• Sarah Rasmussen (Jungle Theater, Minneapolis, Minn.).
• Lisa McNulty (WP Theater, New York, NY).
•Carol Dunne (Northern Stage, White River Junction, Vermont).
Dunne is the BOLD founder and artistic director at Northern Stage. The program provides support during the 2018-2019 season. Each theater will receive a $250,000 grant.
Susan V. Booth and actor/writer Courtenay Collins work on a production at the Alliance Theatre. Booth, artistic director at the Alliance, has spearheaded programs to encourage women to become leaders in Atlanta theater. Photo: courtesy Alliance Theatre
Booth has sparked initiatives that helped bring women into the theatrical arts in Atlanta and elsewhere. Among the programs she has spearheaded is the Spelman Leadership Fellows program, which provides one to three years of training to prepare women of color for top leadership roles in the non-profit sector. The program was recently award a $300,000 grant by the Rich Foundation.
She also has a track record of producing plays by female playwrights, including works by Pearl Cleage, Janece Shaffer, Meg Miroshnik, Lindsey Ferrentino, Madhuri Shekar, Alix Sobler and others.
BOLD founder Dunne said the award is needed to help counter the inequity in the theater world.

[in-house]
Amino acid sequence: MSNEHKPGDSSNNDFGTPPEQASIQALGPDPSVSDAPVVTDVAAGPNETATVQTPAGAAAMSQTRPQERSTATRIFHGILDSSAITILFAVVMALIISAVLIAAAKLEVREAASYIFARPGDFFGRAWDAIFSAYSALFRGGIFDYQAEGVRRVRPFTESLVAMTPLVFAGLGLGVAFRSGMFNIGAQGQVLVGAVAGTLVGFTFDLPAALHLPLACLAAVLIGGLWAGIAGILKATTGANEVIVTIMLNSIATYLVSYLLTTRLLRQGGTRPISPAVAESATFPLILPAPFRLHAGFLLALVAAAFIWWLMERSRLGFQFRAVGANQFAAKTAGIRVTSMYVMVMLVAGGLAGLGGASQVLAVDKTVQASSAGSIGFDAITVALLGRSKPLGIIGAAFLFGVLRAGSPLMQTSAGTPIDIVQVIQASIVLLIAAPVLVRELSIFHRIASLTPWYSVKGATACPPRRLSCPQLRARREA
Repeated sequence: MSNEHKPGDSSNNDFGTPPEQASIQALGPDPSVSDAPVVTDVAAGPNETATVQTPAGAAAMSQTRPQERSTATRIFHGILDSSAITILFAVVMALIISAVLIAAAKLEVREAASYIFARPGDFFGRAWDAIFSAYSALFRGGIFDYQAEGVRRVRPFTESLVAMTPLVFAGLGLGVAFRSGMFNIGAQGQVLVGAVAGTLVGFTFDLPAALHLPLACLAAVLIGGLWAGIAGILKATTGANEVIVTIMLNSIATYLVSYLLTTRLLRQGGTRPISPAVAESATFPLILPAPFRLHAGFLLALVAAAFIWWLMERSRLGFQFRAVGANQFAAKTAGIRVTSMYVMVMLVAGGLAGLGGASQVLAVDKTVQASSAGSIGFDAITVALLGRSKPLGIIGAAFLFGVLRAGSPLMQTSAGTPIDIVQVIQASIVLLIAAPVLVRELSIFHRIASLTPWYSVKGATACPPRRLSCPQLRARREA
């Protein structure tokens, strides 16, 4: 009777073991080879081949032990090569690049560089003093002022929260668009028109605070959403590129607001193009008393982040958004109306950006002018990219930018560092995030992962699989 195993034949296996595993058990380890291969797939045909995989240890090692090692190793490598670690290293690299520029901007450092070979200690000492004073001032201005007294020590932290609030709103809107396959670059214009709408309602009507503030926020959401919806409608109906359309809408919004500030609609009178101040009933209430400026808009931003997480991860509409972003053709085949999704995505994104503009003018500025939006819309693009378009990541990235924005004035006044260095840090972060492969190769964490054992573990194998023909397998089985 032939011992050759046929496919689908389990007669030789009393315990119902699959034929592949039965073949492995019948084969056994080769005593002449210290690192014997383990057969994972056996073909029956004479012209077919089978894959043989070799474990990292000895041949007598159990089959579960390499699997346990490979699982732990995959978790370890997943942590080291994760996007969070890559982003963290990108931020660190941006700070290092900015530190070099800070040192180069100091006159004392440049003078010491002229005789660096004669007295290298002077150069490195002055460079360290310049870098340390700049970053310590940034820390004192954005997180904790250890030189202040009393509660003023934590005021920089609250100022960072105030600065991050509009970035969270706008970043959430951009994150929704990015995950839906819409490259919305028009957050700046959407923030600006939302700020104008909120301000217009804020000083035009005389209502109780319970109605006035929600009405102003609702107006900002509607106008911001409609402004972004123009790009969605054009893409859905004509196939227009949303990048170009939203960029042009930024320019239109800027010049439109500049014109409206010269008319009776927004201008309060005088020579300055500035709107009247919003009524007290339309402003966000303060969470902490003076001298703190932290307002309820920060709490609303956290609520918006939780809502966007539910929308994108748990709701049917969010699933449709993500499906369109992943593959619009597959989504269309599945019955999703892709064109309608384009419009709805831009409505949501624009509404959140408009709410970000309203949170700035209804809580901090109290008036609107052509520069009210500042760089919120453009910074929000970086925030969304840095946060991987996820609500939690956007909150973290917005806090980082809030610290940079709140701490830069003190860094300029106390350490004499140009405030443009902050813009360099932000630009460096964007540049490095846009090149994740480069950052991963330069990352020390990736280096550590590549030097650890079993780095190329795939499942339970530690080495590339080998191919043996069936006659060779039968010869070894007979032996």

A recent study by Wellesley Centers for Women, revealed that women hold only 20 percent of artistic leadership positions in American regional theater.
Booth arrived at the Alliance Theatre in 2001, replacing Kenny Leon as artistic director. She came from Chicago, where she had served as director of new play development at the Goodman Theatre.
She has held teaching positions at Northwestern, DePaul, and Emory universities, and is a member of the Carter Center’s Board of Councilors.
The BOLD program is supported by the Pussycat Foundation, created from the fortune of Cosmopolitan Magazine founder Helen Gurley Brown, who died in 2012.
“We've known for too many years that there is both a gender and a cultural imbalance in the leadership positions in our national field,” said Booth.
“Call it unconfirmed bias, call it a lack of equity - it's real, it's present, and it will only be addressed when we make addressing it our highest priority.”